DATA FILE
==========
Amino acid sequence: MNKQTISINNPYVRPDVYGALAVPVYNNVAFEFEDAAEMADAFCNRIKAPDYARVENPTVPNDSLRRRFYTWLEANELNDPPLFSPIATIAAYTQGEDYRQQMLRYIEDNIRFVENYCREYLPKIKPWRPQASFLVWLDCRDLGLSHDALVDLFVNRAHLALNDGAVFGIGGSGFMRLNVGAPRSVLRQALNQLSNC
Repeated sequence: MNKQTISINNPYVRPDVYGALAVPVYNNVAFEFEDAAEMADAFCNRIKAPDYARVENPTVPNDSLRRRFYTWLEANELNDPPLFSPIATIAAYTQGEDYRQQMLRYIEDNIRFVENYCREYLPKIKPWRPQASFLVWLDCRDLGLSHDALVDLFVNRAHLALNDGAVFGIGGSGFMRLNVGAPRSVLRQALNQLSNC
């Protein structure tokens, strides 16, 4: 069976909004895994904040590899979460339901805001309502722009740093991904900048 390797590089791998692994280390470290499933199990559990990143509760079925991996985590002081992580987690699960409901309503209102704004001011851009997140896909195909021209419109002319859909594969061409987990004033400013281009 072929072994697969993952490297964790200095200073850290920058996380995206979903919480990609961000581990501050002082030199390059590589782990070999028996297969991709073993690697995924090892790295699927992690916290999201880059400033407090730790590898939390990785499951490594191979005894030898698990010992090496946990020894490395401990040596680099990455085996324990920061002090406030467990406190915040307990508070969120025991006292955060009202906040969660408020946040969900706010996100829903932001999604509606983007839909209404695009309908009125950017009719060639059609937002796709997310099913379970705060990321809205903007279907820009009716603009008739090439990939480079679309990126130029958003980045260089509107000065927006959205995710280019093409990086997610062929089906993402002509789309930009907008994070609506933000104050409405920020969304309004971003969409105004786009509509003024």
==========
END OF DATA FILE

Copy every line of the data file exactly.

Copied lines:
Amino acid sequence: MNKQTISINNPYVRPDVYGALAVPVYNNVAFEFEDAAEMADAFCNRIKAPDYARVENPTVPNDSLRRRFYTWLEANELNDPPLFSPIATIAAYTQGEDYRQQMLRYIEDNIRFVENYCREYLPKIKPWRPQASFLVWLDCRDLGLSHDALVDLFVNRAHLALNDGAVFGIGGSGFMRLNVGAPRSVLRQALNQLSNC
Repeated sequence: MNKQTISINNPYVRPDVYGALAVPVYNNVAFEFEDAAEMADAFCNRIKAPDYARVENPTVPNDSLRRRFYTWLEANELNDPPLFSPIATIAAYTQGEDYRQQMLRYIEDNIRFVENYCREYLPKIKPWRPQASFLVWLDCRDLGLSHDALVDLFVNRAHLALNDGAVFGIGGSGFMRLNVGAPRSVLRQALNQLSNC
């Protein structure tokens, strides 16, 4: 069976909004895994904040590899979460339901805001309502722009740093991904900048 390797590089791998692994280390470290499933199990559990990143509760079925991996985590002081992580987690699960409901309503209102704004001011851009997140896909195909021209419109002319859909594969061409987990004033400013281009 072929072994697969993952490297964790200095200073850290920058996380995206979903919480990609961000581990501050002082030199390059590589782990070999028996297969991709073993690697995924090892790295699927992690916290999201880059400033407090730790590898939390990785499951490594191979005894030898698990010992090496946990020894490395401990040596680099990455085996324990920061002090406030467990406190915040307990508070969120025991006292955060009202906040969660408020946040969900706010996100829903932001999604509606983007839909209404695009309908009125950017009719060639059609937002796709997310099913379970705060990321809205903007279907820009009716603009008739090439990939480079679309990126130029958003980045260089509107000065927006959205995710280019093409990086997610062929089906993402002509789309930009907008994070609506933000104050409405920020969304309004971003969409105004786009509509003024």